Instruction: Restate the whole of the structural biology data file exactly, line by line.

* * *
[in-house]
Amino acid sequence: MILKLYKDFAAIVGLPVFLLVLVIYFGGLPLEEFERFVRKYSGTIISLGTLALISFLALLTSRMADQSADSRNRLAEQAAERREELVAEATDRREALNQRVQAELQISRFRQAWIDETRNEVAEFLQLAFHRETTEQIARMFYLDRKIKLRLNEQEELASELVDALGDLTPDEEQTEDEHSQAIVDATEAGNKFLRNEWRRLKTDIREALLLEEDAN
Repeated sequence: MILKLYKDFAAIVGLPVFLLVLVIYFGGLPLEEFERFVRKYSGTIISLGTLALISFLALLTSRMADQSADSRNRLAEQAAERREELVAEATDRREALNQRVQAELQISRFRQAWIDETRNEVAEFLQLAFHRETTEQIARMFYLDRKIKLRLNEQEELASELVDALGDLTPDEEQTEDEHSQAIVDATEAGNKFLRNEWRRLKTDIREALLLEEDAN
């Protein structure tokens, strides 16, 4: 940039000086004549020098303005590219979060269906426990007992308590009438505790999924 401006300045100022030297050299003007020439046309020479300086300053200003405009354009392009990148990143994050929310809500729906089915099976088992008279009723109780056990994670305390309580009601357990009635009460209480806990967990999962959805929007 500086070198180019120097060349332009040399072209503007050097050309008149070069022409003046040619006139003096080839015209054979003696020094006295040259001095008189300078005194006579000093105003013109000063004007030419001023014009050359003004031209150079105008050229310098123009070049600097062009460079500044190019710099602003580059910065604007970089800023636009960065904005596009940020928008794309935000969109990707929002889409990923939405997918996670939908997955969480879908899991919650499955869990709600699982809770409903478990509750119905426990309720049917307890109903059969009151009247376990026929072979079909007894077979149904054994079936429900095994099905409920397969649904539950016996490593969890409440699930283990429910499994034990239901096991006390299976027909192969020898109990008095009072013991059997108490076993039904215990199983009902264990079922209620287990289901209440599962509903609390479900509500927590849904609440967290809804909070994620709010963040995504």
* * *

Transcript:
[in-house]
Amino acid sequence: MILKLYKDFAAIVGLPVFLLVLVIYFGGLPLEEFERFVRKYSGTIISLGTLALISFLALLTSRMADQSADSRNRLAEQAAERREELVAEATDRREALNQRVQAELQISRFRQAWIDETRNEVAEFLQLAFHRETTEQIARMFYLDRKIKLRLNEQEELASELVDALGDLTPDEEQTEDEHSQAIVDATEAGNKFLRNEWRRLKTDIREALLLEEDAN
Repeated sequence: MILKLYKDFAAIVGLPVFLLVLVIYFGGLPLEEFERFVRKYSGTIISLGTLALISFLALLTSRMADQSADSRNRLAEQAAERREELVAEATDRREALNQRVQAELQISRFRQAWIDETRNEVAEFLQLAFHRETTEQIARMFYLDRKIKLRLNEQEELASELVDALGDLTPDEEQTEDEHSQAIVDATEAGNKFLRNEWRRLKTDIREALLLEEDAN
């Protein structure tokens, strides 16, 4: 940039000086004549020098303005590219979060269906426990007992308590009438505790999924 401006300045100022030297050299003007020439046309020479300086300053200003405009354009392009990148990143994050929310809500729906089915099976088992008279009723109780056990994670305390309580009601357990009635009460209480806990967990999962959805929007 500086070198180019120097060349332009040399072209503007050097050309008149070069022409003046040619006139003096080839015209054979003696020094006295040259001095008189300078005194006579000093105003013109000063004007030419001023014009050359003004031209150079105008050229310098123009070049600097062009460079500044190019710099602003580059910065604007970089800023636009960065904005596009940020928008794309935000969109990707929002889409990923939405997918996670939908997955969480879908899991919650499955869990709600699982809770409903478990509750119905426990309720049917307890109903059969009151009247376990026929072979079909007894077979149904054994079936429900095994099905409920397969649904539950016996490593969890409440699930283990429910499994034990239901096991006390299976027909192969020898109990008095009072013991059997108490076993039904215990199983009902264990079922209620287990289901209440599962509903609390479900509500927590849904609440967290809804909070994620709010963040995504």